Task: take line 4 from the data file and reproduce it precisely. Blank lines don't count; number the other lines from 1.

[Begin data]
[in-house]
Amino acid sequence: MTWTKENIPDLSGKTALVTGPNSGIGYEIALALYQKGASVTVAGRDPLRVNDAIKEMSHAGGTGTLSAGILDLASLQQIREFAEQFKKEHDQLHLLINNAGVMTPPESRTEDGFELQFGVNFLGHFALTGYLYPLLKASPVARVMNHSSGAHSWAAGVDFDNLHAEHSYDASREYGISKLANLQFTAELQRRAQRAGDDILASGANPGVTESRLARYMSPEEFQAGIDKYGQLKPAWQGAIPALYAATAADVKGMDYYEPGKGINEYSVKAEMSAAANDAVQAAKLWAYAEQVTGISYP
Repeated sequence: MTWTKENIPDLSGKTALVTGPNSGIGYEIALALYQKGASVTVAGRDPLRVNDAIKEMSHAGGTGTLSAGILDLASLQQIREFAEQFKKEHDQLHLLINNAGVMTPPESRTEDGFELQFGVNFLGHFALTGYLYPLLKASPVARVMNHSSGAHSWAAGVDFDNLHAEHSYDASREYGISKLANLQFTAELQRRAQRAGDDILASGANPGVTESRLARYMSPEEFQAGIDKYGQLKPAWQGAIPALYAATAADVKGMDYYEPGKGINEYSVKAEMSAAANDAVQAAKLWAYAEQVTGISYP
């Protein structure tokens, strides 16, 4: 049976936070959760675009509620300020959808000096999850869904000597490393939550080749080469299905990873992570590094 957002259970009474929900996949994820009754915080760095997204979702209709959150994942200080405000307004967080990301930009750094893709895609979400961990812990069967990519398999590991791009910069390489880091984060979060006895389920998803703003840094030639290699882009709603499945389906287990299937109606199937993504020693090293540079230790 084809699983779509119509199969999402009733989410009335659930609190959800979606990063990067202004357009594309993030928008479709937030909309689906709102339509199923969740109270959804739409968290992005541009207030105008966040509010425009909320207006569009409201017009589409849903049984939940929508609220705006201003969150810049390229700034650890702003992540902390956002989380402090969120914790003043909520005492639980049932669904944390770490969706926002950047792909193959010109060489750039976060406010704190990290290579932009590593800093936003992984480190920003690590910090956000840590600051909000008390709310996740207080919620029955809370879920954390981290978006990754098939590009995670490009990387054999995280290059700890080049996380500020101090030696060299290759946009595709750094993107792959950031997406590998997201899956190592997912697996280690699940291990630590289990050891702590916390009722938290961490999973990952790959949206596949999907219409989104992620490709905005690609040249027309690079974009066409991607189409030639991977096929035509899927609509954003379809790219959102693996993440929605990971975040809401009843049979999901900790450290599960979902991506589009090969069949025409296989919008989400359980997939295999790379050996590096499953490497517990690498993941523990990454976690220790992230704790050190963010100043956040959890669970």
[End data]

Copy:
């Protein structure tokens, strides 16, 4: 049976936070959760675009509620300020959808000096999850869904000597490393939550080749080469299905990873992570590094 957002259970009474929900996949994820009754915080760095997204979702209709959150994942200080405000307004967080990301930009750094893709895609979400961990812990069967990519398999590991791009910069390489880091984060979060006895389920998803703003840094030639290699882009709603499945389906287990299937109606199937993504020693090293540079230790 084809699983779509119509199969999402009733989410009335659930609190959800979606990063990067202004357009594309993030928008479709937030909309689906709102339509199923969740109270959804739409968290992005541009207030105008966040509010425009909320207006569009409201017009589409849903049984939940929508609220705006201003969150810049390229700034650890702003992540902390956002989380402090969120914790003043909520005492639980049932669904944390770490969706926002950047792909193959010109060489750039976060406010704190990290290579932009590593800093936003992984480190920003690590910090956000840590600051909000008390709310996740207080919620029955809370879920954390981290978006990754098939590009995670490009990387054999995280290059700890080049996380500020101090030696060299290759946009595709750094993107792959950031997406590998997201899956190592997912697996280690699940291990630590289990050891702590916390009722938290961490999973990952790959949206596949999907219409989104992620490709905005690609040249027309690079974009066409991607189409030639991977096929035509899927609509954003379809790219959102693996993440929605990971975040809401009843049979999901900790450290599960979902991506589009090969069949025409296989919008989400359980997939295999790379050996590096499953490497517990690498993941523990990454976690220790992230704790050190963010100043956040959890669970």